With respect to the article, the iPad actually functions quite well as a remote access tool but that's about the only area I've seen it shine in our firm - that's in the hands of the technical staff who understand its limitations rather than the coloured pencil office. I'll still take a Transformer Prime over an iPad for anything more demanding as typing on screen is still a nuisance.

                  The icon seemed appropriate as it's where I am and what I'm doing at the moment.

              2. JEDIDIAH
                Linux

                Re: Really? I would never have guessed!

                If you can really fend for yourself, then that's all well and good. Except you can't. You will inevitably get to the point where you need to be bailed out by the exact same people who's advice you decided to ignore.

                Those of us with a clue will have to clean up after you like a nanny chasing a toddler.

        2. This post has been deleted by its author

    2. System 10 from Navarone
      Unhappy

      Re: Really? I would never have guessed!

      Our senior management didn't work it out, guess, or even consult IT. No, they've gone down the old fashioned public sector route of just spending £000s of your money on fashionable novelties and THEN discovering they're no good for serious work. There again, maybe that's a 'match' after all...

    3. Anonymous Coward
      Anonymous Coward

      Re: Really? I would never have guessed!

      And we might as well also state the bleeding obvious, that "Microsoft Works", doesn't.

  7. Steve I
    WTF?

    A contradiction?

    "Even simple things like embedding images in documents or emails are difficult in the streamlined iPad experience. That may make for a slick consumer experience, but it's counterproductive to getting work done in the enterprise."

    Well, ignoring the fact that "embedding images in documents or emails are difficult " is easy; if it were true, how can this make for "a slick consumer experience"?

  8. Anonymous Coward
    FAIL

    Hang on...

    I thought this column was supposed to be about open source, right???

  9. jai

    shock horror

    y'know, they're also utterly crap as replacements for the racks and racks of servers in our data centre. just you try setting up a full Oracle database on a cluster of iPads and try and get them to successfully fail-over to your DR cluster if someone switches one off.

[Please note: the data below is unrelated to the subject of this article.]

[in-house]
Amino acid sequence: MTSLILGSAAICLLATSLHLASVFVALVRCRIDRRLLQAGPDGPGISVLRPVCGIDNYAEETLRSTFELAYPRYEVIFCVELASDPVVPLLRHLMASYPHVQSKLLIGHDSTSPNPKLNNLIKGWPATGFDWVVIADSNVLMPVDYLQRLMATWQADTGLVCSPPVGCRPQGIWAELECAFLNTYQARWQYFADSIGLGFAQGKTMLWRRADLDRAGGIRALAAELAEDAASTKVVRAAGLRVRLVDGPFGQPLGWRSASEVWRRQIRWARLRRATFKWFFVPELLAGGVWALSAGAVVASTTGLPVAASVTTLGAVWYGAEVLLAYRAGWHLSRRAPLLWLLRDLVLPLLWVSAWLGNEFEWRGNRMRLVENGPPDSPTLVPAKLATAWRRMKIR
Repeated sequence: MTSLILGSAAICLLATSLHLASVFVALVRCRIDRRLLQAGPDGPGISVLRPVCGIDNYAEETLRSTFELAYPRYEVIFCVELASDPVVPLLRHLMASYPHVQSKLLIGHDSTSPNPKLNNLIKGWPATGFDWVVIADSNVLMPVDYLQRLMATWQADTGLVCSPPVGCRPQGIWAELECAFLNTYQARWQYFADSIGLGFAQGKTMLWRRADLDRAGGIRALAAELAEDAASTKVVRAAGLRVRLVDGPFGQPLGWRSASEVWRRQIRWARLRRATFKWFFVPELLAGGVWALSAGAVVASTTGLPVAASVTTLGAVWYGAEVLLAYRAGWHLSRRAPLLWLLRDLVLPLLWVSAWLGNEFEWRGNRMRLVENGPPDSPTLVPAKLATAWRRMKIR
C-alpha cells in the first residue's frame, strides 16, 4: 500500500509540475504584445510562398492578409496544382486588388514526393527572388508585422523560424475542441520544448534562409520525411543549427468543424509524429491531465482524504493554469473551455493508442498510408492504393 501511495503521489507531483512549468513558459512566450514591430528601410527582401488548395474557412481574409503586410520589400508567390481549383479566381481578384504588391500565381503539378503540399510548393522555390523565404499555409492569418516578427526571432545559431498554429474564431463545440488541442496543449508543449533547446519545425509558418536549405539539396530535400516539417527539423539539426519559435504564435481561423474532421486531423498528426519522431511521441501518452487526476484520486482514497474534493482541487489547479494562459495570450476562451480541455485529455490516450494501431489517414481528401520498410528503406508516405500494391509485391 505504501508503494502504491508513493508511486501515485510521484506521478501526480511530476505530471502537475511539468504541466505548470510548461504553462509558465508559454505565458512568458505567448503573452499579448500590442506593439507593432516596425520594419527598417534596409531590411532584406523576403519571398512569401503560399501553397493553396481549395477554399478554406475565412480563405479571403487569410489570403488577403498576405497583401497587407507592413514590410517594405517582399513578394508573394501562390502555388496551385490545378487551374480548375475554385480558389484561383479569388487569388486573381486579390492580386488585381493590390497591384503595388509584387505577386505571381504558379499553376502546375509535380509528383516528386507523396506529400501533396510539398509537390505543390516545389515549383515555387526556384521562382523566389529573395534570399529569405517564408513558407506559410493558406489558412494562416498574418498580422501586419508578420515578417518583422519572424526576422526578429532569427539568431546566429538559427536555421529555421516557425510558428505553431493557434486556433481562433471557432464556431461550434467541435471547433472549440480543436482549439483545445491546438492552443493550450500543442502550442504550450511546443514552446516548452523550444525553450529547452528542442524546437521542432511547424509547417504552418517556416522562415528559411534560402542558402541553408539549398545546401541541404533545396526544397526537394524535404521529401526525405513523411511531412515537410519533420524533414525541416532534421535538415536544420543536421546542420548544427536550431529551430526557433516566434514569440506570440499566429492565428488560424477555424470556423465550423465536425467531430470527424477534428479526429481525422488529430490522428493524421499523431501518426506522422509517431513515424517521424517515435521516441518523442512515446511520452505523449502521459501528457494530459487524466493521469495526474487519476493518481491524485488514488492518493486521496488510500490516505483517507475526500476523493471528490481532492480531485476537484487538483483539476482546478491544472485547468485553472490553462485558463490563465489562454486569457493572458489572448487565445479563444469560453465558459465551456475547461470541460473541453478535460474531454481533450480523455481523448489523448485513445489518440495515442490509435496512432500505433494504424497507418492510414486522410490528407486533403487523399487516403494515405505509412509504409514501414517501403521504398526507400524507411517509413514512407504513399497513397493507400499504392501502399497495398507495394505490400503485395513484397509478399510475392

It's shocking that a tablet isn't the completely technological replacement for absolutely EVERYTHING! (as Norman Stansfield might say). Thank god Matt Asay has brought this to our attention!

    1. Volker Hett
      Pint

      Re: shock horror

      What do you need those racks of servers for, accept hosting multiplayer games? As anybody knows, REAL WORK (tm) is done with Word, Excel and Powerpoint!

      Off to the pub, hopefully the bartender is not working and gives me a beer!

  10. Quentin North
    Go

    iPads in the enterprise

    We use iPads in the enterprise here, but they are used as an adjunct to desktop/laptops not a replacement. For example, at meetings we all bring iPads now and make notes on them and read documents on them. We also use iPads (and smartphone, a mix of iphone or android) for telephony using softphone clients.

    I agree that an iPad will note be used for writing that 20 page tender document or for complex budget forecasting, but it is used to distribute the documents and viewing wherever and whenever needed.

    1. Joe Drunk
      Pint

      Re: iPads in the enterprise

      Thank you Quentin you nailed it. Present day Ipads and tablets in general aren't meant to be desktop replacements. They were originally created as a shiny toy for consuming content. I believe their evolution will lead to eventual replacement of desktops if Windows 8, the increasing sales of tablets and all-in-one PCs with touch screen are any indication.

      We have meetings where some bring Ipads and some bring laptops - I belong to the latter category although my netbook weighs about the same as an Ipad. It's just more versatile and can do more than any tablet can do - presently.

      I've always wondered why tablet manufacturers and devs haven't been more focused in trying to seize a bigger chunk of the corporate pie. Limited hardware resources?

      Beer icon because it's Friday and pub o'clock approacheth!

      1. JEDIDIAH
        Linux

        Re: iPads in the enterprise

        Quite. Effective use of tablets for "serious work" seem to center about their media consumption capabilities. If you have a business task that can be described in those Quicktime-esque terms then you're good. Beyond that, you should not drink the kool-aid so much.

      2. Tom 38 Silver badge
        Joke

        Re: iPads in the enterprise